Angel Falls

Between Sisters

Distant Shores

On Mystic Lake

Summer Island

 
The Things We Do For Love
by Kristin Hannah
(Ballantine, $23.95, PG) ISBN 0-345-46750-7
***
Kristin Hannah’s books are the literary equivalent of Lifetime TV for Women. If you like melodramatic tear-jerkers, you need look no farther than her latest release, The Things We Do For Love. Within the first ten pages, we observe the final breakdown of our heroine’s marriage after a long struggle with infertility. Let the tears begin!  

Angie and Conlan Malone had a storybook romance and marriage until their desire for children was met with repeated miscarriages and one final heartbreak, a preterm daughter who lived only a few days. Wrapped in her own misery, Angie grew farther apart from Con until their divorce was inevitable. Adrift and depressed, Angie now decides to move from Seattle to her small coastal hometown of West End and revitalize the family’s slumbering Italian restaurant. DeSaria’s has gone into decline in the few years since Angie’s beloved father died, and although her Mama soldiers on, assisted by Angie’s two older sisters, it’s obvious that the restaurant needs a serious infusion of energy to stay in business. Utilizing her marketing skills to tackle this project might be just what Angie needs to recover from her broken heart.  

Then Angie meets Lauren Ribido, a high school senior whose private school education and wealthy boyfriend are in sharp contrast to the crumbling apartment where she lives with a neglectful, alcoholic mother who resents her very existence. Desperate for rent money, Lauren takes a job waitressing at DeSaria’s and soon finds herself personally involved with Angie and her entire family. Lauren desperately needs nurturing and Angie needs to be nurture, but will the surprising changes in their relationship create a permanent bond or an irrevocable rift? And is Angie strong enough now to endure the potential loss of her dream once again?  

Hannah typically employs one of two kinds of heroines – misunderstood bitches (Between Sisters, Summer Island) or weepy women who have lost their way (Distant Shores, On Mystic Lake). While I’m more partial to the bitches, she tends to utilize the criers much more often. Angie Malone spends a large portion of this book in tears, mourning for her husband, her baby and her father. Fortunately, it’s not long before she realizes that she needs to stop drowning in self-pity and find a way to feel happy again. Once she gives herself a well-deserved kick in the butt, she demonstrates a healthy level of gutsiness, especially when she is forced to advocate for Lauren’s welfare, but that doesn’t mean she can’t still have a good crying jag periodically.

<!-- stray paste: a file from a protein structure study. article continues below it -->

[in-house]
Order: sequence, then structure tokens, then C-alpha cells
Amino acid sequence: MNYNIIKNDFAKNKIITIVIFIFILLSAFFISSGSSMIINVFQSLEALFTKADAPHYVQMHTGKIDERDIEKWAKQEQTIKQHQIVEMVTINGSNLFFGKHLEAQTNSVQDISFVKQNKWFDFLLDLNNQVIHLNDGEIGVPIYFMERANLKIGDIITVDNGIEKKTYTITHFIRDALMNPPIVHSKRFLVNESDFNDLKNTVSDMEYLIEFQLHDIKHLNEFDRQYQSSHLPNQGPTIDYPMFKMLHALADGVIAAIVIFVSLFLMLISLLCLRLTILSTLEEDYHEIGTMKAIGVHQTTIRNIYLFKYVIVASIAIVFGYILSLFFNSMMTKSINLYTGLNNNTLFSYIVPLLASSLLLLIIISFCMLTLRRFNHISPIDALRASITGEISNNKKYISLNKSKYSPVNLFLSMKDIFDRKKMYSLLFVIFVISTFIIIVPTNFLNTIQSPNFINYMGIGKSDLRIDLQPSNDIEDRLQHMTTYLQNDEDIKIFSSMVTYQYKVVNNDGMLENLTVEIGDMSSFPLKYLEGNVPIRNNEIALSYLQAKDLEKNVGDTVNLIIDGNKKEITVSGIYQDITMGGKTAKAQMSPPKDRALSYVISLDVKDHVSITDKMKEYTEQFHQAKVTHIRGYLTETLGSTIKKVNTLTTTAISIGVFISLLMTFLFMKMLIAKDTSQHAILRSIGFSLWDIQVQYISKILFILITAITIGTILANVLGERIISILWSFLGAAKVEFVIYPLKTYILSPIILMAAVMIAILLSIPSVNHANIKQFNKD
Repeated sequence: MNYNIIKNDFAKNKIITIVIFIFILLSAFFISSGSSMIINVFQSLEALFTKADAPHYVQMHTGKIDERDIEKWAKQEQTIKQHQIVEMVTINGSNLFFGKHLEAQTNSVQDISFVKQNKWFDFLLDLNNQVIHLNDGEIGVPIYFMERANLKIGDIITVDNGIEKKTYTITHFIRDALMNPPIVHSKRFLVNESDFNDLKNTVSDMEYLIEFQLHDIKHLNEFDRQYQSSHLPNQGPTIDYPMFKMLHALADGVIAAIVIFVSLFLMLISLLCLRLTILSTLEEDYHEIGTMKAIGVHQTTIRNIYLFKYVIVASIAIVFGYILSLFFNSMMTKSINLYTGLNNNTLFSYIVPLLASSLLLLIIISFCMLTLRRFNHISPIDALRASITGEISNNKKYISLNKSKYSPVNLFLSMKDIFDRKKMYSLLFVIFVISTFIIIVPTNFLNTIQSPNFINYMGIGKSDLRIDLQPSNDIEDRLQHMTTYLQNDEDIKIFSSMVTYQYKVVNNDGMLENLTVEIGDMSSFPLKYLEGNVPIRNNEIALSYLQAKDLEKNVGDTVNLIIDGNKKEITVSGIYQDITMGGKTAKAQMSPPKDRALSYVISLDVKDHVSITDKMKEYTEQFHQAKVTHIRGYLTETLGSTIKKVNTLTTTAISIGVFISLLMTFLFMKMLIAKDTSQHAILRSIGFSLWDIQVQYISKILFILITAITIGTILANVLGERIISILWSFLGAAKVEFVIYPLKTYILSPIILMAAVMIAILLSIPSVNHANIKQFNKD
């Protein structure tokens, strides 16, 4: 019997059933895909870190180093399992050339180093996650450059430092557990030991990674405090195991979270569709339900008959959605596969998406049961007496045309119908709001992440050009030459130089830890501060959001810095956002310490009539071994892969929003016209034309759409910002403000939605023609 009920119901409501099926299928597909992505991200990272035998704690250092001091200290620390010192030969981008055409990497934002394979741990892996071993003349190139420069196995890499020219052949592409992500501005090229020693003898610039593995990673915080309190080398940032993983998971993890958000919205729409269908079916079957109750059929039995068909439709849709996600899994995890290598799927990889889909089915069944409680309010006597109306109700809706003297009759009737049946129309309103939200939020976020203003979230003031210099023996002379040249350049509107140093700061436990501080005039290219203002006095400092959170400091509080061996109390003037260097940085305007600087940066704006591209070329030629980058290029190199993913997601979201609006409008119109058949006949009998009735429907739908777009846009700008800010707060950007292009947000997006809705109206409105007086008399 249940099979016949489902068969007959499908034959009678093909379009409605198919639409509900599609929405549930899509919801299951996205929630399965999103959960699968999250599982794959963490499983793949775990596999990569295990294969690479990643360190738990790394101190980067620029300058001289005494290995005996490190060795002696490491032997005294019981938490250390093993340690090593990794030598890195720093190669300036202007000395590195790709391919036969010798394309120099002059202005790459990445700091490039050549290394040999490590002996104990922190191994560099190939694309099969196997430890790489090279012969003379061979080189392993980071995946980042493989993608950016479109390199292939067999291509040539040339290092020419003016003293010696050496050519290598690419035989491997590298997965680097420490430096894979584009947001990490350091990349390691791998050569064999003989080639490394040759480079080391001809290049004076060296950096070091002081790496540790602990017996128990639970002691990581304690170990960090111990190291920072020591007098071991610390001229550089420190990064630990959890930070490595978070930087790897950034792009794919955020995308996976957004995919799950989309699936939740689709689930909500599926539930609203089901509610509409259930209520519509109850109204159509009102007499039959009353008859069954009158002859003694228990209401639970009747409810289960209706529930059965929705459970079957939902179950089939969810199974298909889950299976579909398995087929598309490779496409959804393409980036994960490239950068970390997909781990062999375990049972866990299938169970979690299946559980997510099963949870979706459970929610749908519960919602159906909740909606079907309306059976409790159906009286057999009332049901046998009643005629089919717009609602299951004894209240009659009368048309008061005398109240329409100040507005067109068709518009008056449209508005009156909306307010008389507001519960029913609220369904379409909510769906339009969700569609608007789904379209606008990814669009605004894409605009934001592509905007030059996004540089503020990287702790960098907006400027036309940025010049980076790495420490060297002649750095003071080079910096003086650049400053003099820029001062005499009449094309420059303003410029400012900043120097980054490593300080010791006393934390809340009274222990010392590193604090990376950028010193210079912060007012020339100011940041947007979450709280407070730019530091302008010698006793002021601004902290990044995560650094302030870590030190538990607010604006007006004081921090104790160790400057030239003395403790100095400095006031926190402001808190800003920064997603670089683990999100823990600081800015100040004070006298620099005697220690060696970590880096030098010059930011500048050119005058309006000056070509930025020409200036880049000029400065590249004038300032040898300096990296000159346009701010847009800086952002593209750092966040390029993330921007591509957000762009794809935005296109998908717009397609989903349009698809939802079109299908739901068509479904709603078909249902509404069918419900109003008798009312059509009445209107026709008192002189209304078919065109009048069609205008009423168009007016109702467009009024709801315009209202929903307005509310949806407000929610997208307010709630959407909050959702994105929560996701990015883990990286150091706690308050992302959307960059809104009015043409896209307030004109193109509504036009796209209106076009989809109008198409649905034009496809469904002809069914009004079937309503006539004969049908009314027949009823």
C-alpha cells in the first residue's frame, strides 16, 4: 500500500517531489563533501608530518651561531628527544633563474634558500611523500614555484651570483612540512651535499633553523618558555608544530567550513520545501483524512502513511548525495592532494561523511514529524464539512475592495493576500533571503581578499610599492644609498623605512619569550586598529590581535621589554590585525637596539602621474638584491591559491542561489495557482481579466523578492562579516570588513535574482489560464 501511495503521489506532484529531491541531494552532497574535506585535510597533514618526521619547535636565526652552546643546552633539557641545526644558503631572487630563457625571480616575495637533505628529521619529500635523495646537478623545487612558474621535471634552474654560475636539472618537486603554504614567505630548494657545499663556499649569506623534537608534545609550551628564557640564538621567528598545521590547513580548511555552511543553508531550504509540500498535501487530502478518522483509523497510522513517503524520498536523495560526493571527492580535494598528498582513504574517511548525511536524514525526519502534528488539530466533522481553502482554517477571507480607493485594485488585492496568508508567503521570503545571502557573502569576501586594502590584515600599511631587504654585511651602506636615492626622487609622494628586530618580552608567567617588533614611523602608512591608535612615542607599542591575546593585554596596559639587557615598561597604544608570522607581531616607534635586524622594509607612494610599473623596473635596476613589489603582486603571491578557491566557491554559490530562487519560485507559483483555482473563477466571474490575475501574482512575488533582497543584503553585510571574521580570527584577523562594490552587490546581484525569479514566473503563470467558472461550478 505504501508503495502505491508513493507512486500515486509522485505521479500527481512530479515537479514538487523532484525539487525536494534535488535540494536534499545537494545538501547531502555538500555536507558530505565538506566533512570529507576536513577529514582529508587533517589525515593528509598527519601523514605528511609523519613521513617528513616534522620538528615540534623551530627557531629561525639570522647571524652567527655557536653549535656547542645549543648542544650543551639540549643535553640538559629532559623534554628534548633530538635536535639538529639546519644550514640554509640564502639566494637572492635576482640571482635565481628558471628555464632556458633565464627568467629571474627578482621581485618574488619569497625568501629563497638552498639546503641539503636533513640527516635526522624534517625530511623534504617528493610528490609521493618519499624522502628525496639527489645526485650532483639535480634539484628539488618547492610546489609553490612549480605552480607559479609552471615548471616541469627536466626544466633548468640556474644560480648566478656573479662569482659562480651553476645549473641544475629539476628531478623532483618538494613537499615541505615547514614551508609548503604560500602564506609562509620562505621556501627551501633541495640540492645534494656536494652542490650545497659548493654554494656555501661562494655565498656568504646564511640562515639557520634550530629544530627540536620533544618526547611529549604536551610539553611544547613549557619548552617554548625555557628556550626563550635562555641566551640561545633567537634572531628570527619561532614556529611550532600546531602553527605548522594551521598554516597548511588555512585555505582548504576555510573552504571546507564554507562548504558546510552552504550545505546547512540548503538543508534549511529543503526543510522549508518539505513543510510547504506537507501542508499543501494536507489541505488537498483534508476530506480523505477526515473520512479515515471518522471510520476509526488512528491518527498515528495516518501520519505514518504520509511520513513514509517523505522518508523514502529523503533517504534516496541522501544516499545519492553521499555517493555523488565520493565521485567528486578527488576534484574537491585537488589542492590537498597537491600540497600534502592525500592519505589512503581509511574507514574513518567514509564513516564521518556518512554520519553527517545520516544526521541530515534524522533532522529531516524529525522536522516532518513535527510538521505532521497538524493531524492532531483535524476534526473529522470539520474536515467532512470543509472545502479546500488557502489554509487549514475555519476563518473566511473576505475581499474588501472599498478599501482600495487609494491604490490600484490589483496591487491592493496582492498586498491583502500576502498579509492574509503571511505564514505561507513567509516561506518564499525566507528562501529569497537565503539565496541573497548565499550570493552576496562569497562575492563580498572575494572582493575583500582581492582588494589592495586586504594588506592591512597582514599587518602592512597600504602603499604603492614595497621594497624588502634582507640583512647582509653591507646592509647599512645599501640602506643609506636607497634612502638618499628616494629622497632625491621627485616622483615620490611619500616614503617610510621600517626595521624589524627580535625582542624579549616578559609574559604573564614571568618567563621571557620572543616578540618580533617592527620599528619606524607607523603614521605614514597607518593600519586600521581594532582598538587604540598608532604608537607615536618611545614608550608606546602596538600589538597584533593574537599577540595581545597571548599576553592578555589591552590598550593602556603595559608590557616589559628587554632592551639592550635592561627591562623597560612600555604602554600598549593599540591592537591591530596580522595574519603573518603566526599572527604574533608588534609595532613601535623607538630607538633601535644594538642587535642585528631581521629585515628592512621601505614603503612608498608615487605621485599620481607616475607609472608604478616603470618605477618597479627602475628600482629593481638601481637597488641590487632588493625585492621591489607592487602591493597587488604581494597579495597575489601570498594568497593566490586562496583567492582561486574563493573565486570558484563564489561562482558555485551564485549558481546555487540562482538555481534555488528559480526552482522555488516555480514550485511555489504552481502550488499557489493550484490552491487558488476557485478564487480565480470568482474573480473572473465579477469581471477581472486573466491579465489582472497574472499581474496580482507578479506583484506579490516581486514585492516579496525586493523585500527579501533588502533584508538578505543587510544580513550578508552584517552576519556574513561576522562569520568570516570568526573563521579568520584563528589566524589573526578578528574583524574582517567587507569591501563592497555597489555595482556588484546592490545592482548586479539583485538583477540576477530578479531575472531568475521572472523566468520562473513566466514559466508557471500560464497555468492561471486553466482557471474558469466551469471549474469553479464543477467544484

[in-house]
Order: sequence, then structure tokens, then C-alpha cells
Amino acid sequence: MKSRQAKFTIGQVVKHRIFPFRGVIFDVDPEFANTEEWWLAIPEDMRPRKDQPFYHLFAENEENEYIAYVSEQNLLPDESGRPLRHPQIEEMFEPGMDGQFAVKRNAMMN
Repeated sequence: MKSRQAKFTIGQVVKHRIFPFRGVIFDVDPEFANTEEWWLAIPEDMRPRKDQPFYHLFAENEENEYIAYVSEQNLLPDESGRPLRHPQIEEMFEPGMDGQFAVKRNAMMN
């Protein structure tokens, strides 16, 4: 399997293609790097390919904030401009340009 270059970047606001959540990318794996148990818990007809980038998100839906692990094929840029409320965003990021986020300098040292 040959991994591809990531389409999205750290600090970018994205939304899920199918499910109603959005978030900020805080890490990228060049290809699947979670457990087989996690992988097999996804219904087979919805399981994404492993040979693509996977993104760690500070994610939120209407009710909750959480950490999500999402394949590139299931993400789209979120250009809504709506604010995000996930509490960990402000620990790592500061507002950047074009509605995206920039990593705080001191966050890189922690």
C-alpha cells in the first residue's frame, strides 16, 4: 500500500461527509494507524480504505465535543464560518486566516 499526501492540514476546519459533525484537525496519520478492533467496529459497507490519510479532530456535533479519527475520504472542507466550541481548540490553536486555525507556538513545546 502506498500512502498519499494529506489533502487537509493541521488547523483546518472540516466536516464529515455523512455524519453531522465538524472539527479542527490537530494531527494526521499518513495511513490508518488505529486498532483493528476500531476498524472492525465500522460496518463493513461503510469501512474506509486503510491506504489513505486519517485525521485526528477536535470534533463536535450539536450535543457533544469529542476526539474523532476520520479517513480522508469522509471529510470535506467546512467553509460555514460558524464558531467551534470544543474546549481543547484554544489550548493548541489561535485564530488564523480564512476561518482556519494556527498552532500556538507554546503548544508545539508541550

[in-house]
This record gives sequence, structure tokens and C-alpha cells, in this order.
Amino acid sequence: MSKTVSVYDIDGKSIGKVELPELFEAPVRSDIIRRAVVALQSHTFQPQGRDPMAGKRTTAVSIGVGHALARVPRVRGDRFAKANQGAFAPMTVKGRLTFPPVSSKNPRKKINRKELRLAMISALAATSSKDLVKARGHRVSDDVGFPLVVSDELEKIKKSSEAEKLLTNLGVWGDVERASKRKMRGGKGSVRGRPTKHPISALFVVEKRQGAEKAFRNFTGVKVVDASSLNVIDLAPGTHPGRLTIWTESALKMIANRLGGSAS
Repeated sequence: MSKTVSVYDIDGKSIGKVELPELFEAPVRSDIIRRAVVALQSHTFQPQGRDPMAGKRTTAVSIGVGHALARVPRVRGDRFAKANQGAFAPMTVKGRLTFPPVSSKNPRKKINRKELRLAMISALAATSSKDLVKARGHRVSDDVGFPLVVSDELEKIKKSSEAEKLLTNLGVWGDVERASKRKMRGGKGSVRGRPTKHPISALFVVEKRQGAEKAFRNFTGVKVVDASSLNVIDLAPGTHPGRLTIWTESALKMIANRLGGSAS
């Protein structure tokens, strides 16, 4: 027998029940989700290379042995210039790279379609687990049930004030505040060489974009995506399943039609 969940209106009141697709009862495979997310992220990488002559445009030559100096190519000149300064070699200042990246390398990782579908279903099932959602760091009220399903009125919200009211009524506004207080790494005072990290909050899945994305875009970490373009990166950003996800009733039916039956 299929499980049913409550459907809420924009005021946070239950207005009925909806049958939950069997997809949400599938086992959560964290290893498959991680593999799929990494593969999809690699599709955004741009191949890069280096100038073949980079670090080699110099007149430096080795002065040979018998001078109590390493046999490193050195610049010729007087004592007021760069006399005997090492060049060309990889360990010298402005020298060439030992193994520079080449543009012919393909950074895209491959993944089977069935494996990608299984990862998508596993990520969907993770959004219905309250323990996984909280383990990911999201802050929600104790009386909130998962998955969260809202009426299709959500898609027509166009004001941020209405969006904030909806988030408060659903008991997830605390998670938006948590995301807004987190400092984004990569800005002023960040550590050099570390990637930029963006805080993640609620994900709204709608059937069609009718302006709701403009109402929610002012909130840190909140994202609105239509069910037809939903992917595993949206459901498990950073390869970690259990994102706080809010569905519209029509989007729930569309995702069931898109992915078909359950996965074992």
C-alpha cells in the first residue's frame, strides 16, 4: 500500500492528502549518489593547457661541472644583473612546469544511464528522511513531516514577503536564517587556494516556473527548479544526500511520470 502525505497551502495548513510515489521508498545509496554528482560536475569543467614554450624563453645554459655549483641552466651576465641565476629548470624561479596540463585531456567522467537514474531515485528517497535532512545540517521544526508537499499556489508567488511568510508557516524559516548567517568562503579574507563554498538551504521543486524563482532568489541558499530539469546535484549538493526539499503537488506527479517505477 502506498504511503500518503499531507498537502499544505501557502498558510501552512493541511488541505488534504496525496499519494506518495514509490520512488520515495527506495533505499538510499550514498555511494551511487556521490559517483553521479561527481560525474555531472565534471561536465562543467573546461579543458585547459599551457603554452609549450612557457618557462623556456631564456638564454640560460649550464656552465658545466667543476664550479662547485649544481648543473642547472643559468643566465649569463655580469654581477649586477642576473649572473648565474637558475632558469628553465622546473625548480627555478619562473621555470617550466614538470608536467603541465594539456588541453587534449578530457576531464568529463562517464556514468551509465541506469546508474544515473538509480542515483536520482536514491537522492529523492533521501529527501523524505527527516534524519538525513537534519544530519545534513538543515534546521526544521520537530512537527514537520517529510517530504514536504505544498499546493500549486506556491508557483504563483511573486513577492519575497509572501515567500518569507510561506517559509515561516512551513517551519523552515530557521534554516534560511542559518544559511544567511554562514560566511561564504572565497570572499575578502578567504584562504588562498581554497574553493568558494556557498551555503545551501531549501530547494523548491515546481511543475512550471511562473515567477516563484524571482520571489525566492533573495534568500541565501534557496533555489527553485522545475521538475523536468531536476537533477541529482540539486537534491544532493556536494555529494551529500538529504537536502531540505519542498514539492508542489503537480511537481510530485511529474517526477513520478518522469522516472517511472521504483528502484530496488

And who wouldn’t stand up for Lauren? Hands down, she’s the most amazing adolescent I’ve ever encountered, and also the most unrealistic. As she and Angie become close, Lauren never displays one iota of adolescent attitude, narcissism or temper. While that would be incredible enough for a teenager with even the best upbringing, her impeccable behavior seems even more unbelievable in the context of her difficult childhood. Of course Angie wants to mother her – I wouldn’t mind adopting her myself.  

Despite Lauren’s unlikely behavior, Hannah is undeniably effective at tugging at those heartstrings, and by the middle of the novel I was caught up in the emotional bond between the would-be mother and the lonely teenager. I rooted for them to find a happy ending together despite the obstacles, and didn’t completely resent the sniffles the final chapters inspired.  

Hannah does create a fairly plausible picture of first love between Lauren and her boyfriend David, with all of its joys and heartbreaks. Unfortunately, we don’t know enough about Angie’s ex-husband Conlan to feel much of her pain about a their divorce; the arc of their relationship is overshadowed by the bond between Angie and Lauren. There are several interesting secondary characters, although I could have lived without Angie’s Mama, who has frequent “conversations” with her dead husband. If you do the math, she was probably born into the early Baby Boom generation, but she talks and acts more like an early 20th century Old World immigrant.  

The plot doesn’t have many surprises but it keeps moving along, stopping every so often to give the reader enough time to get a new Kleenex. If you like stylish weepers, Kristin Hannah is your woman. Let’s hope Lifetime TV finally realizes they’re missing a potential goldmine for new movies and buys the rights to her books.  

--Susan Scribner


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